Today, I got into a heated but respectful exchange on Twitter regarding Miami Beach-based Drew Rosenhaus of Rosenhaus Sports. It was based on the fact that Drew leads all agents in total clients, and in fact has (literally) double the amount of clients that the second-place contract advisor has.
My counterpart’s argument: Rosenhaus must essentially ignore all his clients, because no man can give that much time and attention to that many players.
I understand his argument, but let me explain why I see this as a false presumption. Once an agent signs a player, there’s no expiration date on the SRA. Unless the player (or sometimes the agent) ends the relationship, he represents him in perpetuity. That means that many agents are walking around with hundreds of clients, but none of them are in the NFL. Don’t believe me? Google the websites of some agencies. You may find the pictures of dozens of players, many of them in NFL uniforms or whatever. Then go to that team’s website and see if they’re actually on the roster. In most cases, they aren’t, and haven’t been for years. In fact, in a lot of cases, they were only on the roster for training camp. That means they didn’t make a penny, relatively speaking, beyond their UDFA bonus.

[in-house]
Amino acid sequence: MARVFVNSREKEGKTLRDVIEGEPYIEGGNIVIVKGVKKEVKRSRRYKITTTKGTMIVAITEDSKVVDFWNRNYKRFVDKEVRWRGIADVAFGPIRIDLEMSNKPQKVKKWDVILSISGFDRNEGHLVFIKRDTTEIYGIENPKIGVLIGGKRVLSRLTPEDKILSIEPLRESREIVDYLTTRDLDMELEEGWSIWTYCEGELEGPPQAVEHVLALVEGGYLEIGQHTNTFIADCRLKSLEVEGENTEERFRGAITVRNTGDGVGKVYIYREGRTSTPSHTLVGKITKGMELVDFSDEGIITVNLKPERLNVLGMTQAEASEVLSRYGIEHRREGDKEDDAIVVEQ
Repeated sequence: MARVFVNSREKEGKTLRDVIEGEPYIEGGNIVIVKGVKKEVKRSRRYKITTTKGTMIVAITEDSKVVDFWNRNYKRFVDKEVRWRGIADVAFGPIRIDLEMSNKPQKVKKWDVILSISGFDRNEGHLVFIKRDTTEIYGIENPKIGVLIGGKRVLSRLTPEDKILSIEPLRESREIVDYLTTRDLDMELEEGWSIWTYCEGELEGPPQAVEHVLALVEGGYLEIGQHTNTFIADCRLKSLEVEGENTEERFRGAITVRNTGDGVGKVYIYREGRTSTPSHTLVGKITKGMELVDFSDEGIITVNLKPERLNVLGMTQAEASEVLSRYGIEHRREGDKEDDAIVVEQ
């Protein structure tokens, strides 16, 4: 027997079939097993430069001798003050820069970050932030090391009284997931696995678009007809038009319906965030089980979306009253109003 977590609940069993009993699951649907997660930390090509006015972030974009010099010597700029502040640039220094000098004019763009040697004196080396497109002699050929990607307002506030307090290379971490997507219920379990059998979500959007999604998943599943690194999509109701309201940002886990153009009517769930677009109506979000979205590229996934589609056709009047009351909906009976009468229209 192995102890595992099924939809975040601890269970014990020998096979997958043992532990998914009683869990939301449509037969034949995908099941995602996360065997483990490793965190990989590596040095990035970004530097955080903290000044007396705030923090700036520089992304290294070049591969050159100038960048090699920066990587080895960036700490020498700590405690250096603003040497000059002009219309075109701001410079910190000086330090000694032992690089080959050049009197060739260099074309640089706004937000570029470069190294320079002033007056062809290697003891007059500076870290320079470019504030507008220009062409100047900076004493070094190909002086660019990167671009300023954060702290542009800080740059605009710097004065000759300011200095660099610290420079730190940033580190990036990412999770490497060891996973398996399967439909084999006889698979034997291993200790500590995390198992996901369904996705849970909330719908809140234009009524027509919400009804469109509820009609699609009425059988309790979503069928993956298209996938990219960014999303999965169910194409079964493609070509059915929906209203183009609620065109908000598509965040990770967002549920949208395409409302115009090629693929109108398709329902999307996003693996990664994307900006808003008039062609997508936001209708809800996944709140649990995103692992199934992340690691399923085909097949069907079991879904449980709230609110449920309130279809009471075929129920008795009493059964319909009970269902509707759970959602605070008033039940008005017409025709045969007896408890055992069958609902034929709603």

It’s important to understand that simply representing a college athlete is not a valid measure of success in this business. Unless he’s in the NFL, he’s not getting paid. That means, he’s costing his agent time — which is a resource — and in some cases money, in the form of training fees, housing, out-of-pocket expenses, etc.
A player on an NFL roster really doesn’t (shouldn’t?) need to stay in daily contact with his agent. I mean, the agent’s job is to seek out opportunities for his clients, and once found, the client has to take it from there. One of the central complaints I get from agents all the time, large and small, is how much hand-holding a player expects. This is a problem that’s probably getting worse instead of better. The number of services a player expects is sometimes unreasonable.
There’s no easy way to measure the number of clients an agent has on the street versus in the league, but short of doing that, there’s no way to determine how much attention players get from various agents. It would be a valuable metric, but I don’t know how you’d determine that. In the meantime, I certainly don’t fault agents who try to help dozens of young men realize their NFL dreams, but I don’t necessarily think they’re better agents because of it.
great post my friend…most players of the modicum you described just need to receive a swift kick in the pants. they achieve a level of success that they ride from pop-warner through college and are ripe for having “entitlement syndrome”. at that point it is time to man up and go after it!